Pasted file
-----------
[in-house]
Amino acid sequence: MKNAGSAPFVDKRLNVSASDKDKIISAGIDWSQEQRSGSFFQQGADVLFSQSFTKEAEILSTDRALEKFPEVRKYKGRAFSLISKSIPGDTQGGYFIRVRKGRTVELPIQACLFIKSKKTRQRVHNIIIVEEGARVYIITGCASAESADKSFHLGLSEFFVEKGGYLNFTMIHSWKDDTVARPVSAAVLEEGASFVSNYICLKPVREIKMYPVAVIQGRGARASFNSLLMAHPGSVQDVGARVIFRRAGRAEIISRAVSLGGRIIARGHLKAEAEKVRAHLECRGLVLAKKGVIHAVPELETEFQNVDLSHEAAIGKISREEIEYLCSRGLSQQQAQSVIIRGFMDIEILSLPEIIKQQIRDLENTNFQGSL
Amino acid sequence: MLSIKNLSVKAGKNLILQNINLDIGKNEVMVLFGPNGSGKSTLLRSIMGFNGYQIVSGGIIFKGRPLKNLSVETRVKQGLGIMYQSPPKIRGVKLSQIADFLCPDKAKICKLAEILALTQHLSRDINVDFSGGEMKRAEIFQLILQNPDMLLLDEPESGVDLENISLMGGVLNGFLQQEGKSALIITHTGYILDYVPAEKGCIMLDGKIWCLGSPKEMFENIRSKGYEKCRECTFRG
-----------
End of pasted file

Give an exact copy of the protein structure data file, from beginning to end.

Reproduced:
[in-house]
Amino acid sequence: MKNAGSAPFVDKRLNVSASDKDKIISAGIDWSQEQRSGSFFQQGADVLFSQSFTKEAEILSTDRALEKFPEVRKYKGRAFSLISKSIPGDTQGGYFIRVRKGRTVELPIQACLFIKSKKTRQRVHNIIIVEEGARVYIITGCASAESADKSFHLGLSEFFVEKGGYLNFTMIHSWKDDTVARPVSAAVLEEGASFVSNYICLKPVREIKMYPVAVIQGRGARASFNSLLMAHPGSVQDVGARVIFRRAGRAEIISRAVSLGGRIIARGHLKAEAEKVRAHLECRGLVLAKKGVIHAVPELETEFQNVDLSHEAAIGKISREEIEYLCSRGLSQQQAQSVIIRGFMDIEILSLPEIIKQQIRDLENTNFQGSL
Amino acid sequence: MLSIKNLSVKAGKNLILQNINLDIGKNEVMVLFGPNGSGKSTLLRSIMGFNGYQIVSGGIIFKGRPLKNLSVETRVKQGLGIMYQSPPKIRGVKLSQIADFLCPDKAKICKLAEILALTQHLSRDINVDFSGGEMKRAEIFQLILQNPDMLLLDEPESGVDLENISLMGGVLNGFLQQEGKSALIITHTGYILDYVPAEKGCIMLDGKIWCLGSPKEMFENIRSKGYEKCRECTFRG